Richard J. Evans

  • The People’s Car: A Global History of the Volkswagen Beetle by Bernhard Rieger
    Harvard, 406 pp, £20.00, April 2013, ISBN 978 0 674 05091 4

When I first went to Germany, in the early 1970s, the roads were swarming with squat, misshapen little beasts, bustling about the city streets or rattling along the autobahns with noisy, air-cooled engines, curved roofs tapering down to the rear bumper and, in older models, tiny oval back windows, so small that I wondered how the driver could see anything at all in his rear-view mirror. Their ugliness, however, was as nothing compared with the horror of a ride in one: sitting in the back seat, as I often had to when being driven around with a group of friends, I became claustrophobic from the low roof, while the loud rattling and whirring of the engine behind me quickly brought on a headache, made worse during the winter months by the repulsive smell of the heating system. Taking corners at speed – or such speed as the vehicle could muster – was a nightmare, as the car rocked and rolled and churned up my stomach.

I much preferred my father’s pale blue Morris Minor, with its upright design, roomy interior and quiet, front-mounted engine. With the British car there was the additional charm of the quaint semaphore-style left and right indicators, which stuck out horizontally from the bodywork like tiny, glowing amber arms (though you sometimes risked breaking them off when you opened the front door). Given the alternative of this practical and yet somehow graceful vehicle, who would want to buy a Volkswagen Beetle? Yet the Beetle was the most successful car of its time, selling more than any other model, as Bernhard Rieger notes in his illuminating and elegantly written history. While more than 1.3 million Morris Minors were sold over the decades, Beetle sales exceeded a million a year in the late 1960s and early 1970s, when one car in three on West German roads was a Volkswagen. In 1972, the Beetle’s total sales passed those of what had been the most popular passenger car of the century, Henry Ford’s Model T. Like other popular small cars, the Morris Minor was exported and manufactured under licence abroad, but it was so emphatically English in style and conception that its popularity was mostly confined to countries of the Empire and Commonwealth. The Beetle, by contrast, achieved large sales in the United States and was still being manufactured in Mexico after the turn of the century.

Though most people chose to ignore the fact after the war, the Beetle was a Nazi car. Hitler was determined to bring Germany up to what he saw as the level of modernity of advanced economies like Britain and America (Rieger’s account is another nail in the coffin of the old interpretation of Nazism as a backward-looking, atavistic sociopolitical force). Relatively few people owned a radio, for example, so Hitler’s propaganda minister, Joseph Goebbels, introduced the People’s Receiver (Volksempfänger), a cheap and cheerful little wireless, with no shortwave so that listeners couldn’t tune in to foreign broadcasts. Fridges were even rarer, so the government introduced the People’s Refrigerator (Volkskühlschrank). Soon there were many other products. The People’s Car (Volkswagen) belonged to this series, though its official title was the Strength through Joy Car (KdF-Wagen), named after Kraft durch Freude, the leisure programme of the Labour Front, the Nazi successor to the trade unions (though to anyone who’s ever been in a Beetle, strength and joy don’t seem the appropriate terms).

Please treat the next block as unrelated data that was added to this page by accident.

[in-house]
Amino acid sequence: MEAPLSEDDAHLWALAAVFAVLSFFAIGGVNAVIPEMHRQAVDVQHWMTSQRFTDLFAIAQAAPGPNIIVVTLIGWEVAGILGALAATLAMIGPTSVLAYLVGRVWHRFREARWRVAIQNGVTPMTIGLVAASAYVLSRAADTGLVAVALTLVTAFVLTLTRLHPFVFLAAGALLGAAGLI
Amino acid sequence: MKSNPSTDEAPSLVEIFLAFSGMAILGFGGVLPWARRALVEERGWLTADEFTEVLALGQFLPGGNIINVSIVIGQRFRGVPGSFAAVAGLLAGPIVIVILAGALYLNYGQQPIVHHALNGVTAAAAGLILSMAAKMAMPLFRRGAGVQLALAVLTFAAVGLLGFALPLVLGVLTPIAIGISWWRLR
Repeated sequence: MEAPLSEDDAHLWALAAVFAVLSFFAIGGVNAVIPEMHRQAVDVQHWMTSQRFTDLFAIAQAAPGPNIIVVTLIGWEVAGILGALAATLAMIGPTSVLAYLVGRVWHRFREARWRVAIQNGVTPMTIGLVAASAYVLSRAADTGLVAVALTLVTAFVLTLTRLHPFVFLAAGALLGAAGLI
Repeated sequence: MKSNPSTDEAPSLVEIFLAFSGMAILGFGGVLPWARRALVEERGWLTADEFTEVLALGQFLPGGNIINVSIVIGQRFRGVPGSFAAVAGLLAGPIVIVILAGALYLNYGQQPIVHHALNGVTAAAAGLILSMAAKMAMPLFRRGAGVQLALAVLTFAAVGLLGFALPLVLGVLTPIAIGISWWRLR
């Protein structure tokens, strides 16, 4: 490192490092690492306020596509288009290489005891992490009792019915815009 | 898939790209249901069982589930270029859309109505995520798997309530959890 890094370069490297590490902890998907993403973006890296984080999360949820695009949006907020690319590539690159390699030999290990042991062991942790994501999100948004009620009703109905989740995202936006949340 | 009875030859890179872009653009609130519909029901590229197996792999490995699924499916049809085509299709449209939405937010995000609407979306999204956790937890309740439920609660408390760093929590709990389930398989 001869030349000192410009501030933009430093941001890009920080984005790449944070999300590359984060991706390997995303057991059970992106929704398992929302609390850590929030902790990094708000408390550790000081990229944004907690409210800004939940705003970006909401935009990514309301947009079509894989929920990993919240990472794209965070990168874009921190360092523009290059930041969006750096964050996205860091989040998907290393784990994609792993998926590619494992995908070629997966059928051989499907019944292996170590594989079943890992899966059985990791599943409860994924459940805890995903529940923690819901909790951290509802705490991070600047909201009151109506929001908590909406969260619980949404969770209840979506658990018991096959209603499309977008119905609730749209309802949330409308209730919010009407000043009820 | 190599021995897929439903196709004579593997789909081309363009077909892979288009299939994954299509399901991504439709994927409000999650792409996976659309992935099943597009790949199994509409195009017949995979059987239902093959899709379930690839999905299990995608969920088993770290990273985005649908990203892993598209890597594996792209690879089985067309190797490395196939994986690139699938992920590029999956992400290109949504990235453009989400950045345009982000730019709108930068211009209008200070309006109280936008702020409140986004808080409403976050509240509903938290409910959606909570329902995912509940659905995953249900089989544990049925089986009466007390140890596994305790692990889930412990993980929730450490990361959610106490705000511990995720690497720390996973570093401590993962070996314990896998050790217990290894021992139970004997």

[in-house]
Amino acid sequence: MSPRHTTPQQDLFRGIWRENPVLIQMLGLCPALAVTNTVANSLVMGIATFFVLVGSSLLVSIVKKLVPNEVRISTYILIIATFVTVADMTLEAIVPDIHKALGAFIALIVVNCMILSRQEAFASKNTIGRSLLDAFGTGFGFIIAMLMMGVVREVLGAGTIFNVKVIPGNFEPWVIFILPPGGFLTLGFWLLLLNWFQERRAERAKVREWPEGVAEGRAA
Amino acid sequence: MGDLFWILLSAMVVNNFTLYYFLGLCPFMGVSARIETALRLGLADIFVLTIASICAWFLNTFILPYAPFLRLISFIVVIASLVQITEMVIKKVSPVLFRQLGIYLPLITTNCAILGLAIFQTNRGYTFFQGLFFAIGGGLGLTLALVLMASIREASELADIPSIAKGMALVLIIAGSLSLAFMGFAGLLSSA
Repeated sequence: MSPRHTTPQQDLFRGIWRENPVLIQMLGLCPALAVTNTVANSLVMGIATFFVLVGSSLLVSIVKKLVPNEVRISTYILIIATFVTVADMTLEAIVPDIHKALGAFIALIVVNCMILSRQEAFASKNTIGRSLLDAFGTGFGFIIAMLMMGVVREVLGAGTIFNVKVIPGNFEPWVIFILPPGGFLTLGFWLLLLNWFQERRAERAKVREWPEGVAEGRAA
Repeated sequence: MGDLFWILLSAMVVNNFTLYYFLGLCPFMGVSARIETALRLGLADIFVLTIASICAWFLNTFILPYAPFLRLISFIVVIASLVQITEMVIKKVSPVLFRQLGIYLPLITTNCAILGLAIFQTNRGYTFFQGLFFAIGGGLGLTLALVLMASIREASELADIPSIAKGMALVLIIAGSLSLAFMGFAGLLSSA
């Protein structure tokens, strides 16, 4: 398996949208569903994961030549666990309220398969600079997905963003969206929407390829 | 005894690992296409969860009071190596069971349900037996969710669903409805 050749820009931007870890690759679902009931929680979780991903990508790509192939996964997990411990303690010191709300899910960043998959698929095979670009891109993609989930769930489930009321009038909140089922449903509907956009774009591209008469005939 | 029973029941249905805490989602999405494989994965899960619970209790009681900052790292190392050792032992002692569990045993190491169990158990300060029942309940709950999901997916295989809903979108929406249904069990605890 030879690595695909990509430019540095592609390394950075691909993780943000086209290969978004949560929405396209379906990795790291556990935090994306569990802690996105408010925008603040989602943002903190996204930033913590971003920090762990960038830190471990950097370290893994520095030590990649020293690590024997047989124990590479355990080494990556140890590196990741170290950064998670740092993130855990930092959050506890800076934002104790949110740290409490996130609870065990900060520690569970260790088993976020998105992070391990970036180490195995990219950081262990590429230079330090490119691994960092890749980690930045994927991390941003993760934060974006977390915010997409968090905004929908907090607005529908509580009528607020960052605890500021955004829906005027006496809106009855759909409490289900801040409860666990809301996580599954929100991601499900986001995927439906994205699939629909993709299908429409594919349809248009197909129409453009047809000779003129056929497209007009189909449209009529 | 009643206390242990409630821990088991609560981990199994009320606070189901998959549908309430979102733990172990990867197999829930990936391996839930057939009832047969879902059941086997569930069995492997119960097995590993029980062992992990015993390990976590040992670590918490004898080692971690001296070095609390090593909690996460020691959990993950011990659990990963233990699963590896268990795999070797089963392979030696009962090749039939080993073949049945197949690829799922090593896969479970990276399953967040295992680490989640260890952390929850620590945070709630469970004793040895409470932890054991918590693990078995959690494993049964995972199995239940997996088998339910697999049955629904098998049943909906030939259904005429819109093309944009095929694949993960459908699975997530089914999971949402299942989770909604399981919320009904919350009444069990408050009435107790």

Above all, Hitler was determined to modernise the roads. In the early 1930s, Germany was one of western Europe’s least motorised societies. This was partly because its public transport system even then was second to none – smoothly efficient, quick, all-encompassing. Most Germans didn’t feel they really needed a car. And had they wanted one, they couldn’t have afforded it: the economic disasters of the Weimar Republic had depressed domestic demand. German roads were so empty that Berlin did not find it necessary to install traffic lights until 1925. Three-quarters of the population were labourers, artisans, farmworkers and the like, who couldn’t afford the expensive products of Daimler-Benz or any of the country’s 27 other car manufacturers, whose inefficient production methods and small output meant they produced models available only to the intermittently affluent bourgeoisie. To reach American levels of car ownership, Hitler told the automobile show in Berlin in 1934, Germany needed to increase the number of cars on its roads from half a million to 12 million. Car ownership in Britain was six times higher than in Germany relative to population. To the further dismay of German nationalists, the country’s most successful mass vehicle manufacturers were both foreign: Ford, which opened a factory in Cologne in 1931, and General Motors, which operated the Opel factory at Rüsselsheim. By the early 1930s, Opel cars were dominating the market, with 40 per cent of annual sales.

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